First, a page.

Climate change and population growth are challenging the health of our waterways and our water security and it is timely to consider our water future.
The Barwon River provides many services to the environment and the communities of Geelong, Bellarine and the Surf Coast. It nurtures essential riparian habitat from the uplands to the coast, including the Ramsar-listed wetlands. The Barwon and its tributaries are important assets for passive and active recreation:walking, cycling, fishing and boating. The Barwon is also the only source of drinking water for parts of Geelong, the Bellarine and the Surf Coast to Aireys Inlet.
Since the beginning of the Millennium Drought, water flows into the West Barwon Reservoir (pictured above) beyond Forest have dropped by about 30%. This is due to lower rainfall, drier catchments and changed patterns of rainfall. The Barwon Downs bore field used to supplement our water supplies but the Millennium Drought and excessive extraction dried out the groundwater dependent peat swamps which resulted in acid flows into Boundary Creek and the Barwon following heavy rainfall. Consequently, that bore field has been taken out of the system and will not be used again until the area can be remediated.
Barwon Water is co-designing long term options with the community to secure our water supply. In the short term there may be a need to commission the Anglesea bore field to supplement supply this year as water levels have dropped significantly over a long, hot summer (January was the driest on record). Barwon Water is preparing the bore sites in case they are required. The conditions of the entitlement to the bore field are very strict, and extraction will be carefully monitored throughout operation. In addition, the Anglesea River Working Group, of which ANGAIR is an active member, will regularly review the monitoring data.
Our recent dry spell also put pressure on the Barwon River and its tributaries, the Moorabool and the Yarrowee/Leigh. At one stage there was no natural flow in any of the rivers and the lower Barwon was supported by flows down the Leigh from the South Ballarat Treatment Plant and pumping from the Batesford quarry. Some relief was provided by accessing flows from an environmental water reserve. Mindful of the challenges facing the Barwon, the Ministers for Planning and Water established the Barwon Ministerial Advisory Committee (MAC).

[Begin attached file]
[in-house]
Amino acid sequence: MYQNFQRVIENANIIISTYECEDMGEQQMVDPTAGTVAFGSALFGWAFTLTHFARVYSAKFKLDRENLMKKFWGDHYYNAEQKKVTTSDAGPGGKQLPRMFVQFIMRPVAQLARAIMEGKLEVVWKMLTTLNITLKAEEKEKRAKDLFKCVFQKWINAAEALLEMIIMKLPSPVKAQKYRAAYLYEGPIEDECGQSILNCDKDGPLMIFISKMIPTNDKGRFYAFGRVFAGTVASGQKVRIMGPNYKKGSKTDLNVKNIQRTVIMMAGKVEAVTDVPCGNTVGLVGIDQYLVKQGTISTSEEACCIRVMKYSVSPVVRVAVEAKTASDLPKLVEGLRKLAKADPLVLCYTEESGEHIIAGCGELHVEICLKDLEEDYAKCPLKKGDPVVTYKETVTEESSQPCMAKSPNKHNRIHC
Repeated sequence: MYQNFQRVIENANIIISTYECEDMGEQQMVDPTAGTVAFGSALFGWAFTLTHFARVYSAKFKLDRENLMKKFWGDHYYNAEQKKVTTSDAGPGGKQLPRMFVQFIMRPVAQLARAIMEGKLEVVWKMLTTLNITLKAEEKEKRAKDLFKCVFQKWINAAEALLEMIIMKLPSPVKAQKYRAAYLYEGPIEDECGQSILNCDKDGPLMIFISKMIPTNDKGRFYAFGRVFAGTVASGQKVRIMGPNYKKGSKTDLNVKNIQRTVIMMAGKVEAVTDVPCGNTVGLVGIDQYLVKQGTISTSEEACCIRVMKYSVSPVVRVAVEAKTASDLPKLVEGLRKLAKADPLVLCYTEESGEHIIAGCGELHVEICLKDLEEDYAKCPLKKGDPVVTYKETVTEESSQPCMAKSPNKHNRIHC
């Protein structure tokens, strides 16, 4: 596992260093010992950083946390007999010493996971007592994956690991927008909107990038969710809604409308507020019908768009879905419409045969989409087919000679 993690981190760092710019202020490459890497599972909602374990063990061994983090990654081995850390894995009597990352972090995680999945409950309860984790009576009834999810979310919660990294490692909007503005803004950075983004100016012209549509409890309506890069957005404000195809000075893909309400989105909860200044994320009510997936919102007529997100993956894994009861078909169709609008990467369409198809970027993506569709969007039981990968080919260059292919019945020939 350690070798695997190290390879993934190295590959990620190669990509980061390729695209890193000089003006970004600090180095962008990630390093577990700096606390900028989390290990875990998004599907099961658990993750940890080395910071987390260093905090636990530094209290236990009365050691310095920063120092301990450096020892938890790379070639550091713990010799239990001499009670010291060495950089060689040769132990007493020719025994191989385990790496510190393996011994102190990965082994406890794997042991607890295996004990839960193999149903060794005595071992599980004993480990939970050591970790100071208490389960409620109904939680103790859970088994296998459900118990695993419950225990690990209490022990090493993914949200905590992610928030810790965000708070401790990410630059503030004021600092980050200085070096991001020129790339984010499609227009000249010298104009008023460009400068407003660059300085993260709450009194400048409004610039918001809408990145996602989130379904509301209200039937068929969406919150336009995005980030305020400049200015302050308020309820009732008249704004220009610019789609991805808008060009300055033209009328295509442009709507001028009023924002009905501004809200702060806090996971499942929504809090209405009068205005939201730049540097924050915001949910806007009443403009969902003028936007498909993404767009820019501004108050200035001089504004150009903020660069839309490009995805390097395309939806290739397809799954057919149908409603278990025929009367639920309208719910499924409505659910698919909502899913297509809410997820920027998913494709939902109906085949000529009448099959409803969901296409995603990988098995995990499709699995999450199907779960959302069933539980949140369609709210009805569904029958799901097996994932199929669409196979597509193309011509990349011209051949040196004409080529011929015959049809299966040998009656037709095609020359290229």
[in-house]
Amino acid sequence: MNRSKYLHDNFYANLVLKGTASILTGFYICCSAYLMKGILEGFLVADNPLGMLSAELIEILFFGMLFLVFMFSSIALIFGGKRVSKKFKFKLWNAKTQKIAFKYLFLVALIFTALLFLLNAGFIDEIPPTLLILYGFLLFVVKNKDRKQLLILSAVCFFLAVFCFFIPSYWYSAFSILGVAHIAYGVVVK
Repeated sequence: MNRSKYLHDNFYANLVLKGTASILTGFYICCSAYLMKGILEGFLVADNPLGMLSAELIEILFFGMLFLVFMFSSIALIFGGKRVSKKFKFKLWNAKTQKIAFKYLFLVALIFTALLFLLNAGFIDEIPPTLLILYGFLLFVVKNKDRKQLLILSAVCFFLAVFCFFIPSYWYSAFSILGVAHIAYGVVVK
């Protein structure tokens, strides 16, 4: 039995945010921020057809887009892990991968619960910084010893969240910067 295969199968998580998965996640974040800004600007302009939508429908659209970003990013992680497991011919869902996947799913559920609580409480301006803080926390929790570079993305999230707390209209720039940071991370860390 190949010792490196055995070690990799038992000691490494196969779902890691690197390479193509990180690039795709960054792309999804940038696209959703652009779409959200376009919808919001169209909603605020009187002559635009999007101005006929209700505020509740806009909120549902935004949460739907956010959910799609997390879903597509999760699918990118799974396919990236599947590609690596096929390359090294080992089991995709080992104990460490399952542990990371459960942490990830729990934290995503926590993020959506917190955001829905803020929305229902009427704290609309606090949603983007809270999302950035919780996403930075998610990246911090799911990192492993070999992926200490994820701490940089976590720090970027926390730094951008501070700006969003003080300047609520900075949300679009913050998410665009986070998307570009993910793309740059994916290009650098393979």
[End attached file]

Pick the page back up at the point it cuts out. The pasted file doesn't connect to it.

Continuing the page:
The Barwon MAC has held workshops up and down the rivers seeking the community’s vision for the rivers and identifying issues that must be addressed. A discussion paper will be available in early September on the Engage Vic website: https://engage.vic.gov.au/protecting-rivers-barwon-barra-warree-yulluk, and further workshops will be held. Issues relating to flow will be identified and then addressed through the Sustainable Water Strategy process which is underway.
There are many challenges facing river health and water security and it is important that all members of the community participate in co-designing our water future.
Freesia refracta and Freesia alba X F. leichtlinii are declared weeds in the Surf Coast Shire because they spread easily and threaten to invade bushland. Freesias are perennial herbs that die back in summer and produce new foliage in winter. The highly fragrant trumpet-shaped flowers appearing in spring are white to cream and pink with yellow markings, shaded purple on outer surface. Each plant has at least two corms, one below the other, thus requiring deep digging to remove them.
More details about how to control this weed can be found in the archive of Weeds of the Month.
There are a number of wonderful local Friends Groups that provide ANGAIR members and the community with opportunities for involvement.